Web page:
Social Distancing as a Recovering Addict
Recovering addicts are participating in social distancing, like everyone else, as a result of the widespread pandemic, coronavirus, otherwise known as COVID-19. Social distancing has proven to be a necessary measure taken by cities, states, and nations worldwide in order to "flatten the curve" or slow the spread of this highly infectious disease. Effectively slowing down the spread of this pandemic is going to take the willpower and intentionality of every single one of us, but what does social distancing mean for those of us in recovery who greatly depend on addiction-related support groups to maintain our sobriety?
Most recovering addicts, myself included, rely on the support of others to maintain sobriety (and sanity) in recovery. While I don't actively attend addiction groups on a regular basis, I do attend other types of community groups with like-minded individuals, which certainly helps to strengthen my sobriety and provide incredible stability and self-care. Many of us feel lost without our communities, our people, and our support systems which makes the concept of social distancing feel nearly impossible.
Social Support for Recovering Addicts Amidst Social Distancing
Thankfully, through the use of modern technology, recovering addicts aren't experiencing social distancing to the degree we once would have. Many recovery groups have resorted to online forums, conference calls, or video chat groups to maintain connection and support while still abiding by the social distancing recommendations from public health officials. All you have to do is contact your local group leaders to figure out what your specific group is doing in this crisis.
In addition to seeking recovery and community groups through these technological advances, many therapists are utilizing teletherapy methods now more than ever all across the world. There's also the use of video calling friends and family during this difficult time to maintain emotional support from your loved ones.
While this new age method of social support isn't ideal, it is certainly better than nothing. Of course, I'd rather spend quality time with my loved ones face-to-face, but knowing that I'm doing my part to help prevent the spread of COVID-19 makes this sacrifice completely worth it if you ask me.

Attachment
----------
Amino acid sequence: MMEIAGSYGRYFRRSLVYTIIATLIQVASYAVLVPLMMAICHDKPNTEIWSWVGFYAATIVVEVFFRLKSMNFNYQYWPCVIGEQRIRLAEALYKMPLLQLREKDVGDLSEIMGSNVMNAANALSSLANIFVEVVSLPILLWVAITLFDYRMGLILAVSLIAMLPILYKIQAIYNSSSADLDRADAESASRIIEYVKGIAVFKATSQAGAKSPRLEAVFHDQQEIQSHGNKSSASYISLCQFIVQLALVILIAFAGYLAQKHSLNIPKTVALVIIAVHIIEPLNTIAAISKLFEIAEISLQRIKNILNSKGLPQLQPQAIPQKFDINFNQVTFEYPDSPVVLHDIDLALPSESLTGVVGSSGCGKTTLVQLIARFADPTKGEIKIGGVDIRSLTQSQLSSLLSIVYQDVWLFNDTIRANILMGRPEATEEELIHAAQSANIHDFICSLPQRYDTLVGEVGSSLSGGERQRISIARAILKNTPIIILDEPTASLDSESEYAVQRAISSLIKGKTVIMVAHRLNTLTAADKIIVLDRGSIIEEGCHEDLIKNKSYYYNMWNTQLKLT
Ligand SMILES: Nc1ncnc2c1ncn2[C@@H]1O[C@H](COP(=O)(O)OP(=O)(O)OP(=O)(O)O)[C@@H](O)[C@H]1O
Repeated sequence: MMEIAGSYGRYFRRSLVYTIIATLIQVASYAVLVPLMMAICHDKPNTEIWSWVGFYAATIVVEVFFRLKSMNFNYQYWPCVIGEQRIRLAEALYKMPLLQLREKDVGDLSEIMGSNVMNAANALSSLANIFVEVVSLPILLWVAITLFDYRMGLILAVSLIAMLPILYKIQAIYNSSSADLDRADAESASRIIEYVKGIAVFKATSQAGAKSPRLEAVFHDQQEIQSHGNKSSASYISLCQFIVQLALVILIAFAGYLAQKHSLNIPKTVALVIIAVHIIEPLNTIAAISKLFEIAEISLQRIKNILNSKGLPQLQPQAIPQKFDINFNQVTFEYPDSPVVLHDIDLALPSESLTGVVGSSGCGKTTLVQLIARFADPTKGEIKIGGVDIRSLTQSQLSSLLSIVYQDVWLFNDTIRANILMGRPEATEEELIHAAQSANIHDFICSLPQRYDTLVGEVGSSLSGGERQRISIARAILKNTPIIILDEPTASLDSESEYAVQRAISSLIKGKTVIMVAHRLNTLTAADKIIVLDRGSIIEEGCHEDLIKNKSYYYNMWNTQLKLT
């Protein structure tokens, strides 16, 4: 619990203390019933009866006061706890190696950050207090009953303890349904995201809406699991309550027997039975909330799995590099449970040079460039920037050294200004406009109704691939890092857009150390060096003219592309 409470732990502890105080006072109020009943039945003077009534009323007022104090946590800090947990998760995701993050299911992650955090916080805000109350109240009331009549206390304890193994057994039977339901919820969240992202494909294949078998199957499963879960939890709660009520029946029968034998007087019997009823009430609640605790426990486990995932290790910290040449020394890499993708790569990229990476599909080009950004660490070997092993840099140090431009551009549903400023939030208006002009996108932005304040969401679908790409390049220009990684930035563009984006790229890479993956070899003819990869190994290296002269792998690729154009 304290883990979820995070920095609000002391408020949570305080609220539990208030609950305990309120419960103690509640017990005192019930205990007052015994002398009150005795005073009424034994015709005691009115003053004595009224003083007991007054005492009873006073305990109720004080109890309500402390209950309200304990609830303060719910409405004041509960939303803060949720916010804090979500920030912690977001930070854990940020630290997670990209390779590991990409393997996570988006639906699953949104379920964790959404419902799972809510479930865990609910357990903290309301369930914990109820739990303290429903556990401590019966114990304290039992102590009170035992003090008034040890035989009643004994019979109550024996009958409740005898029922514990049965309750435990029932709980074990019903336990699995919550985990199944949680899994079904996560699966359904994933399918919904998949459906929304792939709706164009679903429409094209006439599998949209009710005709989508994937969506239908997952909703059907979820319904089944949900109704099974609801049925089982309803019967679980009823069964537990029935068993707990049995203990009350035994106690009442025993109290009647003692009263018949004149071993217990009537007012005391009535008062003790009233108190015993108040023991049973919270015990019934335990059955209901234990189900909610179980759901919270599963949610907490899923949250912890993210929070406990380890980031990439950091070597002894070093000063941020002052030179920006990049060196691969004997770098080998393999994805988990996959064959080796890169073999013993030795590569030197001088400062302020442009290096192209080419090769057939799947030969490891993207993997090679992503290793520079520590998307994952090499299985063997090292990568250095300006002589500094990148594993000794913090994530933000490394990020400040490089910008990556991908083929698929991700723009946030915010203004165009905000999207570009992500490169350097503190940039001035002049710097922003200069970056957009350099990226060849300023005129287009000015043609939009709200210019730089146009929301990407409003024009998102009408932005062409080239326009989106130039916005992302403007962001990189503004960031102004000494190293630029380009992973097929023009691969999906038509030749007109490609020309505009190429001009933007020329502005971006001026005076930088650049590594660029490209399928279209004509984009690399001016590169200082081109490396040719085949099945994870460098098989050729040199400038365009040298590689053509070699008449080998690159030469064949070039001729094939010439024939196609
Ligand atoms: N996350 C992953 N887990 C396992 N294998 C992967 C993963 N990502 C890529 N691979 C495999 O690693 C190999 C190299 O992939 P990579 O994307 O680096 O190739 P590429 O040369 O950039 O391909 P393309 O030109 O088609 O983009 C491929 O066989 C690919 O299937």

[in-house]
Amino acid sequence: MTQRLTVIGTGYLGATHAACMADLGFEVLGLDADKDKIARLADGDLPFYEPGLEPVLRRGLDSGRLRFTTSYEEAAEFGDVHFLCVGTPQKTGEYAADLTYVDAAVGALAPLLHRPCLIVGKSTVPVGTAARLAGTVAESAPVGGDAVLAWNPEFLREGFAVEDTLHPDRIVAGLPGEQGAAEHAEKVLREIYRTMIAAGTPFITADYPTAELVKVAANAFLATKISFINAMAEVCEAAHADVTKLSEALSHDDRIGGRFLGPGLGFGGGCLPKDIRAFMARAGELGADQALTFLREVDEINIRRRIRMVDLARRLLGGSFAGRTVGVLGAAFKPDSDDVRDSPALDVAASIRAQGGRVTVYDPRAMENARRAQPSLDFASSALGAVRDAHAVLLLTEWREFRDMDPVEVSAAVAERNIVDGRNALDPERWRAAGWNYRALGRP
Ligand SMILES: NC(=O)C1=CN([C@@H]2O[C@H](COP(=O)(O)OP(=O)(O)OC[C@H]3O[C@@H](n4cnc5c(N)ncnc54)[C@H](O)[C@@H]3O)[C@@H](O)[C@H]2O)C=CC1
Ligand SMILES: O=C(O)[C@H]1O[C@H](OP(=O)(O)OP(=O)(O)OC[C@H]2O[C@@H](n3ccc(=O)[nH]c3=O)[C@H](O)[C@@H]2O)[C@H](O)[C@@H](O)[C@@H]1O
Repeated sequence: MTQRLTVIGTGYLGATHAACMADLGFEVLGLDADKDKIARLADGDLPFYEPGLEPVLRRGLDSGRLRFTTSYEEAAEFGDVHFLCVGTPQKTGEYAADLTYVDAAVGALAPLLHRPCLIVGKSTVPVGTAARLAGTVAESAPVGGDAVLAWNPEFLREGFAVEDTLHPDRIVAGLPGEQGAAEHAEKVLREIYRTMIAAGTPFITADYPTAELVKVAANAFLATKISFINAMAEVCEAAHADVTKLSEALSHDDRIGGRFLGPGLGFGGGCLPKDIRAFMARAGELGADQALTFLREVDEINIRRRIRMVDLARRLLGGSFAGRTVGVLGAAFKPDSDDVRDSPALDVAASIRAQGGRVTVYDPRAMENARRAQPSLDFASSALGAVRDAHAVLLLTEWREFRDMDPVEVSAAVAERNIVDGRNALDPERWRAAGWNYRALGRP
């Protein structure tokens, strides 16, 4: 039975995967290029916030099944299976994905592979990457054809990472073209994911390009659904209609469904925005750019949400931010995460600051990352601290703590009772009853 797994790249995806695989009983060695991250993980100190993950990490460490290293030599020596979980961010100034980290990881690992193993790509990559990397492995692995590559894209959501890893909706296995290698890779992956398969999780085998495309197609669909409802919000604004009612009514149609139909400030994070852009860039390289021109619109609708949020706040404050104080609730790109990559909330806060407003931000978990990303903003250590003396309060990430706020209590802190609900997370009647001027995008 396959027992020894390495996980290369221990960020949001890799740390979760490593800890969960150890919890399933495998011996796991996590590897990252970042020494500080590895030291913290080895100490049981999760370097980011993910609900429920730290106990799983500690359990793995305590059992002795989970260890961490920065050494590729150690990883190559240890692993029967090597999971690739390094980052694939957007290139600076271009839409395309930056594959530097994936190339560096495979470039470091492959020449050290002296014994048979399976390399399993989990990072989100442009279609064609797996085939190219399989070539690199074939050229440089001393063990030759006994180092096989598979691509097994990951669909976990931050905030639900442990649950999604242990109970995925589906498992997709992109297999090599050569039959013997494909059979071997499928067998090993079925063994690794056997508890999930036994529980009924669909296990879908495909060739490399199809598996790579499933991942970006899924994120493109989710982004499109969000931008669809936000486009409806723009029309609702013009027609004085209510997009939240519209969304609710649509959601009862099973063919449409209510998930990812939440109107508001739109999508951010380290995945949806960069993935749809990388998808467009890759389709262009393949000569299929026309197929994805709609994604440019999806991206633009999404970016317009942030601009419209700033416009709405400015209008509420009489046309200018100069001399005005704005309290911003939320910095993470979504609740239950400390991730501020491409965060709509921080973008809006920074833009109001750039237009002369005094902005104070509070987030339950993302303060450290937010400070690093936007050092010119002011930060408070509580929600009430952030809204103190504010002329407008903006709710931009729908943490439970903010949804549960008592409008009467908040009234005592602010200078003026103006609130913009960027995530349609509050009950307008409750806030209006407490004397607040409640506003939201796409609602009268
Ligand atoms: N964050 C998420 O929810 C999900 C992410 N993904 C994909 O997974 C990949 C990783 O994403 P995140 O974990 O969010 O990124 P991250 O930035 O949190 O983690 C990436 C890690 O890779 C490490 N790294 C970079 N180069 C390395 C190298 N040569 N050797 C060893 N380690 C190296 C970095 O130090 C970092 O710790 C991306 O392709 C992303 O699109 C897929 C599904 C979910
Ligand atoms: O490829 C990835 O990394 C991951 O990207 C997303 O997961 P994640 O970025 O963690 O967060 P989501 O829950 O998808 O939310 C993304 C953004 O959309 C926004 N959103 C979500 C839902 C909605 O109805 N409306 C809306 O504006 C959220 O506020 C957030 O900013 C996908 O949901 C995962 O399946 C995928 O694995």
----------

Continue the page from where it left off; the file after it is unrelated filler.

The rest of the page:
Social Distancing Doesn't Have to Harm Recovering Addicts' Sobriety
Obviously, social distancing can impact recovering addicts on our sobriety journeys, but ultimately it doesn't have to harm our sobriety in the long run. If we maintain intentionality and determination during this time we can fight through and remain sober, even on the most difficult days when we feel so isolated from society. It's crucial now more than ever that we persist and utilize our most helpful coping skills and strongest support systems to get through this.
Lastly, please remember that this won't last forever. If we all partake in social distancing, most are hopeful that this pandemic madness will be over sooner rather than later. So curl up on the couch, binge-watch your favorite show, cuddle with your babies (or fur babies), read a good book, take an online class, and hunker down patiently. We will get through this.
Richardson, A. (2020, March 19). Social Distancing as a Recovering Addict, HealthyPlace. Retrieved on 2020, July 14 from https://www.healthyplace.com/blogs/debunkingaddiction/2020/3/social-distancing-as-a-recovering-addict